THE BLOG

Career Day Re-Engineered

02/25/2015 05:40 pm ET | Updated Apr 27, 2015
Ariel Skelley via Getty Images

When I overhear my elementary school-aged daughter playing with her friends, she never pretends to be an engineer. As a female engineer, I can't say I'm surprised. But what she does mimic is my excitement for my job, my confidence and my devotion to the science that makes my work so important. The reality is, while my title isn't fancy, it betrays just how interesting my job actually is.

I was encouraged by another woman, my sister in fact, to pursue engineering. I've always been very mindful, for that reason, that simply knowing and being encouraged by another person, another woman, to pursue engineering can have a great impact, as it had on my life and my career.

An important opportunity to put that simple encouragement into practice happened last spring, when I was invited to my daughter's class for career day. I knew that my role as an engineer would be foreign to many of her classmates. Since problem solving is inherent to being an engineer, I was motivated to win their enthusiasm and interest in the profession. Further driven by my own experience, I decided that my brief visit to her classroom should-and could-have an impact.

What I quickly learned--just as I had hoped and suspected--was that engineering and young minds form a special combination. All it often takes for students to become excited is the exposure to something new-the exposure to a world of possibilities they had yet to consider. Add to that the core of what engineering is all about -- inventing, problem solving, creating, etc. --and the response is truly rewarding. In the business of encouraging students to consider a career in engineering, small things can be all it takes to have a big impact.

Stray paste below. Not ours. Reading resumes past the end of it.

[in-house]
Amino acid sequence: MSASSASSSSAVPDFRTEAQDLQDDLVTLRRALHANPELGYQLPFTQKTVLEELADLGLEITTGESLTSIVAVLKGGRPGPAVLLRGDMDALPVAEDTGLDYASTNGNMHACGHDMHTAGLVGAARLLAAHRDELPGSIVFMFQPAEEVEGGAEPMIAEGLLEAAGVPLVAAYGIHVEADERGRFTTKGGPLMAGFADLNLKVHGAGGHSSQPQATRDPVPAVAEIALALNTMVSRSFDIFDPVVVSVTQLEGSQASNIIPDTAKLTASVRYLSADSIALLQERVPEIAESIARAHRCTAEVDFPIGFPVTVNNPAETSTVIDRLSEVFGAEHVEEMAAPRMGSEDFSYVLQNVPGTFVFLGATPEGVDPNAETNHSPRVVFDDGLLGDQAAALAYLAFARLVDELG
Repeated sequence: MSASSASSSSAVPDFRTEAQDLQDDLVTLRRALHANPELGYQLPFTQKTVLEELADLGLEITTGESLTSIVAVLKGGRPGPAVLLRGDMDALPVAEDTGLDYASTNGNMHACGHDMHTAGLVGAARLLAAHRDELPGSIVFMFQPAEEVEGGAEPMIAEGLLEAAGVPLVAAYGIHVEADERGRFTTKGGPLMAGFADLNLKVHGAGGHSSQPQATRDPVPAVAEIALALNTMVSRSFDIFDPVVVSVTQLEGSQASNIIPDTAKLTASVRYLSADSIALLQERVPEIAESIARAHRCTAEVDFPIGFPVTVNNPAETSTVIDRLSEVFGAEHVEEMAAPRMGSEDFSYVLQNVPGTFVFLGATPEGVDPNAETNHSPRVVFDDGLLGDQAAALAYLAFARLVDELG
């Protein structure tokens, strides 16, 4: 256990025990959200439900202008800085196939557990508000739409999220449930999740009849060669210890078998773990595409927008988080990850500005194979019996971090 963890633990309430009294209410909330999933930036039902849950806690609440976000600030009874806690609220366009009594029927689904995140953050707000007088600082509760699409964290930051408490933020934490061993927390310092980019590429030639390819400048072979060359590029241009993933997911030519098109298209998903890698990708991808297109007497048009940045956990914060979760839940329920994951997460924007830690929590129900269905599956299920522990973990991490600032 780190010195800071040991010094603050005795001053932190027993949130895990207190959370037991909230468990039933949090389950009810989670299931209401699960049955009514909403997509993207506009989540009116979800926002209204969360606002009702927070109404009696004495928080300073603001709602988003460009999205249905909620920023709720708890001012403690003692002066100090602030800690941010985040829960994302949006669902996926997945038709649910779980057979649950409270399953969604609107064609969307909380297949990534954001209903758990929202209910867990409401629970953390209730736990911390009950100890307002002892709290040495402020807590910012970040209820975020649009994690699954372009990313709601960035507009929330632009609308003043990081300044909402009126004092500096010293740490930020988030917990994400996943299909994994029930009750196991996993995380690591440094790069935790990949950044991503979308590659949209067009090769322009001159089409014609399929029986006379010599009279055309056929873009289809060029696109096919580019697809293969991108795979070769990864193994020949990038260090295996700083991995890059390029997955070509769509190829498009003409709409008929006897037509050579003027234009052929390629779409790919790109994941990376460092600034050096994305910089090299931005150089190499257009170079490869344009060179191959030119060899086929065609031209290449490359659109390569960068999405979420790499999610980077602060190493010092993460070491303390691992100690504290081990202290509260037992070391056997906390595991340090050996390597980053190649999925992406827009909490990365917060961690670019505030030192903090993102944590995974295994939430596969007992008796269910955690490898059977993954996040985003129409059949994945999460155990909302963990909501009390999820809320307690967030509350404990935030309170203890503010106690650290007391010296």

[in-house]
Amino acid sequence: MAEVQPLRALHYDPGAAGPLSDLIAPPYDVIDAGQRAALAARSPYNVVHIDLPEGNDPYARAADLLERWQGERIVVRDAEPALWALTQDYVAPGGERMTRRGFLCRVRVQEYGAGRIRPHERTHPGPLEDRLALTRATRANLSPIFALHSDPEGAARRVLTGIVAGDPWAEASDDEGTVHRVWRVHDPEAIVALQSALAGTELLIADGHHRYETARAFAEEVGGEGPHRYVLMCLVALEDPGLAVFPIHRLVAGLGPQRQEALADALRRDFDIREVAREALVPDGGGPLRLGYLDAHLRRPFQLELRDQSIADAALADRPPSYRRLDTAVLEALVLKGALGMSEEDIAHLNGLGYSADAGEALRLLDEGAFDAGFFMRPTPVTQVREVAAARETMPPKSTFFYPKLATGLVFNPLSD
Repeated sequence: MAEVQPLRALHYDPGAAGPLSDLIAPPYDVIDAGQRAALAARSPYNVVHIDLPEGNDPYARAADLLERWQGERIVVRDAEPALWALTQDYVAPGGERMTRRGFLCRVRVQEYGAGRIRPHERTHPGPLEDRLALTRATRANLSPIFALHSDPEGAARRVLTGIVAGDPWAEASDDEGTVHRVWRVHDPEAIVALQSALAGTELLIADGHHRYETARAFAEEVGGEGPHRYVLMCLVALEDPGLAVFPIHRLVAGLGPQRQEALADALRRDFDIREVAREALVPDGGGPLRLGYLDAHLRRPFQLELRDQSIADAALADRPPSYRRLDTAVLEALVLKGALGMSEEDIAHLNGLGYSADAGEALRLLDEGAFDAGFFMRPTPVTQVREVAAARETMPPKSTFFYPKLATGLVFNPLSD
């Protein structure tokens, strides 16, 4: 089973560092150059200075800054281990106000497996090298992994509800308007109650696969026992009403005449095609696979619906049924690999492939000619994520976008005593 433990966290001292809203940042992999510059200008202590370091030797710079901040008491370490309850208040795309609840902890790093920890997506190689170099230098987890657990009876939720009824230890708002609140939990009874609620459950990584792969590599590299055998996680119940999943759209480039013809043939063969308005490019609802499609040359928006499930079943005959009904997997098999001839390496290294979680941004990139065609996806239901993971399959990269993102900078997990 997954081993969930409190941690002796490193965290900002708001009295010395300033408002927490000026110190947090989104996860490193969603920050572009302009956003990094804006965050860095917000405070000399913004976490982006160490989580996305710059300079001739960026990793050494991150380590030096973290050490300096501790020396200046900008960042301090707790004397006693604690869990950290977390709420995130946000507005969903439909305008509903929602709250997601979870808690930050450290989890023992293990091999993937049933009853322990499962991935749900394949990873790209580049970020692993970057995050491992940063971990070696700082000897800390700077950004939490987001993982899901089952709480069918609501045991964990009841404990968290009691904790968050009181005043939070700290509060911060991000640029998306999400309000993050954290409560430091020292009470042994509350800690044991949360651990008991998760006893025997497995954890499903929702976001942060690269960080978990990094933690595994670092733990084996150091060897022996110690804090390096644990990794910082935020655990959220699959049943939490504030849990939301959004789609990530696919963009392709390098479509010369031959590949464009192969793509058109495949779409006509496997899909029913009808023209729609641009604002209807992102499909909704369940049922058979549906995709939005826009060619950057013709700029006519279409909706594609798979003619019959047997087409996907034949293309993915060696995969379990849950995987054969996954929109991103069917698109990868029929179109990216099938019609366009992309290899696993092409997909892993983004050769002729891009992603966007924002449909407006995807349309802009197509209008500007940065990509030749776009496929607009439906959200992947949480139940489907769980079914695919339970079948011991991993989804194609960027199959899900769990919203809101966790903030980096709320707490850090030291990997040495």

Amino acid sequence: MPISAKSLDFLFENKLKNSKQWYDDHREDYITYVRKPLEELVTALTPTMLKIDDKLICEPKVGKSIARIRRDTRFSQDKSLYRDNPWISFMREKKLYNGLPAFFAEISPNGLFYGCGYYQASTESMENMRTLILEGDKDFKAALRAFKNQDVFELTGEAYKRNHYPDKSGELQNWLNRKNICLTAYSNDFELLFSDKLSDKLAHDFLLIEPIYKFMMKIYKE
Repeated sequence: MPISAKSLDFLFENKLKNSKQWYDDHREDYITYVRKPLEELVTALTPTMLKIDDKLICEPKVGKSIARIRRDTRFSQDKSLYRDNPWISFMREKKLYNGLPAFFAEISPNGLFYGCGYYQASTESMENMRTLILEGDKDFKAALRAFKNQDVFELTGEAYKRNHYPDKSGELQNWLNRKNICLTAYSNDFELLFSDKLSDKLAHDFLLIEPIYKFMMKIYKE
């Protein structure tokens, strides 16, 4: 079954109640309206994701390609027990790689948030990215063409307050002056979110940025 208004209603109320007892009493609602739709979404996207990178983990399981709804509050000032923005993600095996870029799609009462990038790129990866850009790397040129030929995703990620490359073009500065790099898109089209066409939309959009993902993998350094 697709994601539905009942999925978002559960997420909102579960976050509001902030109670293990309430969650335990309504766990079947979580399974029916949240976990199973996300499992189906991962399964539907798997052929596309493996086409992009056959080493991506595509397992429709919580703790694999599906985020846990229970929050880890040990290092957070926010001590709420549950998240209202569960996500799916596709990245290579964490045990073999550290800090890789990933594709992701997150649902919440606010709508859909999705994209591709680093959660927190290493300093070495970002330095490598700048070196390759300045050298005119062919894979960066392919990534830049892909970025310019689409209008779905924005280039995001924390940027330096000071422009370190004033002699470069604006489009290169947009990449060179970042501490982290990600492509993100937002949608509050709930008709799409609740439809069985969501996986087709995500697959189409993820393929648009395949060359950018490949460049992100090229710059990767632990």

So what difference did I make on that career day? One girl was very interested in my presentation. Her dad, who it turns out works in the field, contacted me. He told me that he was so delighted that his daughter was hearing about the industry from another person besides him, especially a woman.

On another occasion, a friend's daughter had to interview an engineer for a school project, and she asked me. I talked with her about what I do and about the projects I work on. I encouraged her to consider engineering. She graduated this past June and just started her freshman year at University of Texas at Austin studying... yes, engineering. Her father is also in the field, but I know that it was particularly important for her to be able to identify with a woman in a profession that is dominated by men. And it could not have been easier for me to help, even in a small way, to make that possible.

It is actually that simple. By exposing more young people, especially young women, to engineering as a potential career, we can slowly change the data and increase the numbers of women in engineering. I encourage all of my colleagues to do the same. Commit to a few simple actions each year, and you will be happily surprised by the outcome.

Nancy Choi is an operation engineer at XTO Energy. She holds a Ph.D. in chemical engineering from Stanford University.

Through the support of ExxonMobil, Be An Engineer is a multi-faceted initiative seeking to inspire the next generation of engineers. The program aims to highlight the meaningful contributions that engineers make to the world, as well provide resources to assist young people interested in pursuing the profession.